New museum honors Chicano art, culture

An influential and rare permanent space dedicated to prolific Chicano art and culture — possibly the country’s first and largest permanent collection of Mexican-American art, museum officials say — opened Saturday in Riverside, California.

The Cheech Marin Center for Chicano Art & Culture, or ‘The Cheech’ as ​​it is called, is home to nearly 500 paintings, drawings and sculptures donated by comedian, actor and art collector Cheech Marin, one half of the legendary comedy duo Cheech and Chong .

The inaugural exhibition, Cheech Collects, weaves a story of Marin’s journey as an art collector and showcases approximately 100 works.

“My heart is swelling right now, man. This is a dream I could never have dreamed of, with a museum dedicated to Chicano art. It’s the very first in the world,” Marin told NPR.

Executive Director Drew Oberjuerge speaks at the Civic Dedication of The Cheech Marin Center for Chicano Art & Culture at the Riverside Art Museum, June 16, 2022. Artwork by brothers Einar and Jamex de la Torre extends 8 meters from the ground floor to the balcony on the second floor.
Einar and Jamex de la Torre, Critical Mass.  Critical Mass is an allegory depicting the devil freeing Jesus from the cross with an Aztec sacrifice, the cathedral's twin towers going down and a cheeky monkey telling the story.

Artistic director María Esther Fernández told USA TODAY she can’t remember any other institution with a permanent collection of Chicano art, though it’s hard to be sure The Cheech is the only permanent space or largest collection.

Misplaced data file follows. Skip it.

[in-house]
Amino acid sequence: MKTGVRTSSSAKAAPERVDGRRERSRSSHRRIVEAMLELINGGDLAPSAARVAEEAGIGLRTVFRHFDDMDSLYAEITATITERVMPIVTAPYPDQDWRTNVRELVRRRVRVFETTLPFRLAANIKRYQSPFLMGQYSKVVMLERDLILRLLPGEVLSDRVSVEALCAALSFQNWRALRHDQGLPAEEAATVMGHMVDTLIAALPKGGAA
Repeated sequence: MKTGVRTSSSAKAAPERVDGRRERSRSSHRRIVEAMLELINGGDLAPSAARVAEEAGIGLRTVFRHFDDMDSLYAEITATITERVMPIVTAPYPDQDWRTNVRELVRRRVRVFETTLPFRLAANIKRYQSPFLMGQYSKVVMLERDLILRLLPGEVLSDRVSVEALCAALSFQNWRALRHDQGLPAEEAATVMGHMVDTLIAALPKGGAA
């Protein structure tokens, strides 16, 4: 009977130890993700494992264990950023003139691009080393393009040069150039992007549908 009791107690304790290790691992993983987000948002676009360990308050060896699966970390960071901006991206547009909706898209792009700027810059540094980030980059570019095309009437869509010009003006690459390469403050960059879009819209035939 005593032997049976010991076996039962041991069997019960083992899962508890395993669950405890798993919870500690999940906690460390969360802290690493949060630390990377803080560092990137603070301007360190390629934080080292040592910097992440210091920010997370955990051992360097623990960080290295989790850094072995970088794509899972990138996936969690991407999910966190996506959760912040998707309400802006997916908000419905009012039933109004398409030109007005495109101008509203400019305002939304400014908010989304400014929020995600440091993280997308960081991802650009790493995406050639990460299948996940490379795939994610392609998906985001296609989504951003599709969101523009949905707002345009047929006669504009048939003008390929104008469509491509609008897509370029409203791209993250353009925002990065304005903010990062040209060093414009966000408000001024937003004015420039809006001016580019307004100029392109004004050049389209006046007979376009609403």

Fernández attributes this to the fact that Chicano art has been largely ignored by the art world, in history departments and mainstream museums. A mission of the center is to help fill some of the informational gaps, Fernández said.

Einar and Jamex de la Torre's 2020 "femininity," a testament to feminine upbringing and intrinsic strength.

“Chicano art to me…it speaks to a people, their American experience, and has really grown to take on visual markers from other movements,” Fernández said.

“But it’s developed its own kind of imagery. And what’s needed because of the marginalization in the art world is more art history and more scientific research so we can unpack this.”

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